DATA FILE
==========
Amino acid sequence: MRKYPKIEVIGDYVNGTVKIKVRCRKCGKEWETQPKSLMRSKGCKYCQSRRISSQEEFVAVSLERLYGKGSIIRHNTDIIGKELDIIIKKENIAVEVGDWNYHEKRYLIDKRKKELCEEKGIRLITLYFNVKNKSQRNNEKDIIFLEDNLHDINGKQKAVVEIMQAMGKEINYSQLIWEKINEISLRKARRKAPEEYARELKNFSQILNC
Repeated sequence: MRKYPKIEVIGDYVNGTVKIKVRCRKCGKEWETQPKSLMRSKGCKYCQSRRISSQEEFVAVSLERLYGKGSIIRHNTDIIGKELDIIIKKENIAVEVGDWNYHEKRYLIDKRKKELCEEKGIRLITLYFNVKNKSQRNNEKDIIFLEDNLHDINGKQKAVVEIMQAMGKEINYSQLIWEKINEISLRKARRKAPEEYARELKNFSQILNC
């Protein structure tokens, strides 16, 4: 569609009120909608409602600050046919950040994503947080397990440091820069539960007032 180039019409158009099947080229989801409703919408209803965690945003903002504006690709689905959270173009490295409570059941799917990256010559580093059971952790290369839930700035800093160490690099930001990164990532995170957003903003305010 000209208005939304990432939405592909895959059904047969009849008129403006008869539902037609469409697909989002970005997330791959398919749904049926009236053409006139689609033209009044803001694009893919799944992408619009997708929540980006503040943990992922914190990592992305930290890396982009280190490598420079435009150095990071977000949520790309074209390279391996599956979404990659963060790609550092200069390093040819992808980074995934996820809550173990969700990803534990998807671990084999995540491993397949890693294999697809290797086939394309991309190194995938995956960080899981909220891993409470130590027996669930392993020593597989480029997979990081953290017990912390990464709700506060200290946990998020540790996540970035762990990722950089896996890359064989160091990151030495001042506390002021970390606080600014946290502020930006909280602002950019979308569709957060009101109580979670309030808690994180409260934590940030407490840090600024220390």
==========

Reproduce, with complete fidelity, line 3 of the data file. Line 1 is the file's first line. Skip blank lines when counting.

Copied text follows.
């Protein structure tokens, strides 16, 4: 569609009120909608409602600050046919950040994503947080397990440091820069539960007032 180039019409158009099947080229989801409703919408209803965690945003903002504006690709689905959270173009490295409570059941799917990256010559580093059971952790290369839930700035800093160490690099930001990164990532995170957003903003305010 000209208005939304990432939405592909895959059904047969009849008129403006008869539902037609469409697909989002970005997330791959398919749904049926009236053409006139689609033209009044803001694009893919799944992408619009997708929540980006503040943990992922914190990592992305930290890396982009280190490598420079435009150095990071977000949520790309074209390279391996599956979404990659963060790609550092200069390093040819992808980074995934996820809550173990969700990803534990998807671990084999995540491993397949890693294999697809290797086939394309991309190194995938995956960080899981909220891993409470130590027996669930392993020593597989480029997979990081953290017990912390990464709700506060200290946990998020540790996540970035762990990722950089896996890359064989160091990151030495001042506390002021970390606080600014946290502020930006909280602002950019979308569709957060009101109580979670309030808690994180409260934590940030407490840090600024220390």